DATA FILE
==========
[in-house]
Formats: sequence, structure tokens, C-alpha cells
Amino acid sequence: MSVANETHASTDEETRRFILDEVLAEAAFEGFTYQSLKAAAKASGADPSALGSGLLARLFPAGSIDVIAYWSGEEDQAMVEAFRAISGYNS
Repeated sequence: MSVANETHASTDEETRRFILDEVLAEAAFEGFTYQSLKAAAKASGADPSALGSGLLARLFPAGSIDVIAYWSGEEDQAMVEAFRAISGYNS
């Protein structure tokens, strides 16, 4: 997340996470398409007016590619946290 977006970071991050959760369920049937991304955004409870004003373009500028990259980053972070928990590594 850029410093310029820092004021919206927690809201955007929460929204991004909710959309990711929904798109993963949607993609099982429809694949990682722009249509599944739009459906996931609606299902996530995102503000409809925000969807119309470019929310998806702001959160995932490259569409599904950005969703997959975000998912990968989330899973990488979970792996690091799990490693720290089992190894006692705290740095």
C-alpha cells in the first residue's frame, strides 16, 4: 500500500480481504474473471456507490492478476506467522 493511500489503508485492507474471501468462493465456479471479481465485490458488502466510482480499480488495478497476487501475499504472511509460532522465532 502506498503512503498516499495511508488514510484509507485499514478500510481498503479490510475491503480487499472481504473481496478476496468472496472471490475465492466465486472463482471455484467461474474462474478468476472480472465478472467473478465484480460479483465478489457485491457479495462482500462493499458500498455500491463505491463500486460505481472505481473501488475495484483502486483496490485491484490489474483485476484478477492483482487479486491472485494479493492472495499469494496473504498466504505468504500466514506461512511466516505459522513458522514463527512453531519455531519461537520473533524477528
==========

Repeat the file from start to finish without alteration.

[in-house]
Formats: sequence, structure tokens, C-alpha cells
Amino acid sequence: MSVANETHASTDEETRRFILDEVLAEAAFEGFTYQSLKAAAKASGADPSALGSGLLARLFPAGSIDVIAYWSGEEDQAMVEAFRAISGYNS
Repeated sequence: MSVANETHASTDEETRRFILDEVLAEAAFEGFTYQSLKAAAKASGADPSALGSGLLARLFPAGSIDVIAYWSGEEDQAMVEAFRAISGYNS
């Protein structure tokens, strides 16, 4: 997340996470398409007016590619946290 977006970071991050959760369920049937991304955004409870004003373009500028990259980053972070928990590594 850029410093310029820092004021919206927690809201955007929460929204991004909710959309990711929904798109993963949607993609099982429809694949990682722009249509599944739009459906996931609606299902996530995102503000409809925000969807119309470019929310998806702001959160995932490259569409599904950005969703997959975000998912990968989330899973990488979970792996690091799990490693720290089992190894006692705290740095």
C-alpha cells in the first residue's frame, strides 16, 4: 500500500480481504474473471456507490492478476506467522 493511500489503508485492507474471501468462493465456479471479481465485490458488502466510482480499480488495478497476487501475499504472511509460532522465532 502506498503512503498516499495511508488514510484509507485499514478500510481498503479490510475491503480487499472481504473481496478476496468472496472471490475465492466465486472463482471455484467461474474462474478468476472480472465478472467473478465484480460479483465478489457485491457479495462482500462493499458500498455500491463505491463500486460505481472505481473501488475495484483502486483496490485491484490489474483485476484478477492483482487479486491472485494479493492472495499469494496473504498466504505468504500466514506461512511466516505459522513458522514463527512453531519455531519461537520473533524477528